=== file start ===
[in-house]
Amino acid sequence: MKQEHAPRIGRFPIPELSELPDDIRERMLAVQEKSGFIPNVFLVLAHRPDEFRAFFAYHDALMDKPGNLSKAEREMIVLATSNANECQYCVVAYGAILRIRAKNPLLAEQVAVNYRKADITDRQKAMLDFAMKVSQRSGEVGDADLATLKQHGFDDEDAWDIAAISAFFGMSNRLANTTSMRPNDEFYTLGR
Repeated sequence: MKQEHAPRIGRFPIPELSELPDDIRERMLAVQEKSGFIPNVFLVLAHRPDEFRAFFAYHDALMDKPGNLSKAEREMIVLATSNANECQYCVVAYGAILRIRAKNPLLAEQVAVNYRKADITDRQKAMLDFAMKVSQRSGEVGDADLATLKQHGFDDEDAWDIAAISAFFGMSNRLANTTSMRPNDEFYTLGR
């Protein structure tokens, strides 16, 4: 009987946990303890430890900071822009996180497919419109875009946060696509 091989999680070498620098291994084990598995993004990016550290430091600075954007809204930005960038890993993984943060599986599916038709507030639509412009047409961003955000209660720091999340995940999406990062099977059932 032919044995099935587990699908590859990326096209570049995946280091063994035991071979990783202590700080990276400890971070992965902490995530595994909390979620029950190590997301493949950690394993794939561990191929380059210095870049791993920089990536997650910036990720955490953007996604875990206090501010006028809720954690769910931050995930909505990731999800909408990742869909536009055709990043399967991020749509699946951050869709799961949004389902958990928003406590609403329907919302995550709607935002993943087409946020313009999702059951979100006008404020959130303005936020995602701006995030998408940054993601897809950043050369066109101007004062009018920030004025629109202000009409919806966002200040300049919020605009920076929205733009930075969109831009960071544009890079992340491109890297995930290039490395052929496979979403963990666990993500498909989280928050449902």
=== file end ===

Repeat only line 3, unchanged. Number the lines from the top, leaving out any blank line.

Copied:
Repeated sequence: MKQEHAPRIGRFPIPELSELPDDIRERMLAVQEKSGFIPNVFLVLAHRPDEFRAFFAYHDALMDKPGNLSKAEREMIVLATSNANECQYCVVAYGAILRIRAKNPLLAEQVAVNYRKADITDRQKAMLDFAMKVSQRSGEVGDADLATLKQHGFDDEDAWDIAAISAFFGMSNRLANTTSMRPNDEFYTLGR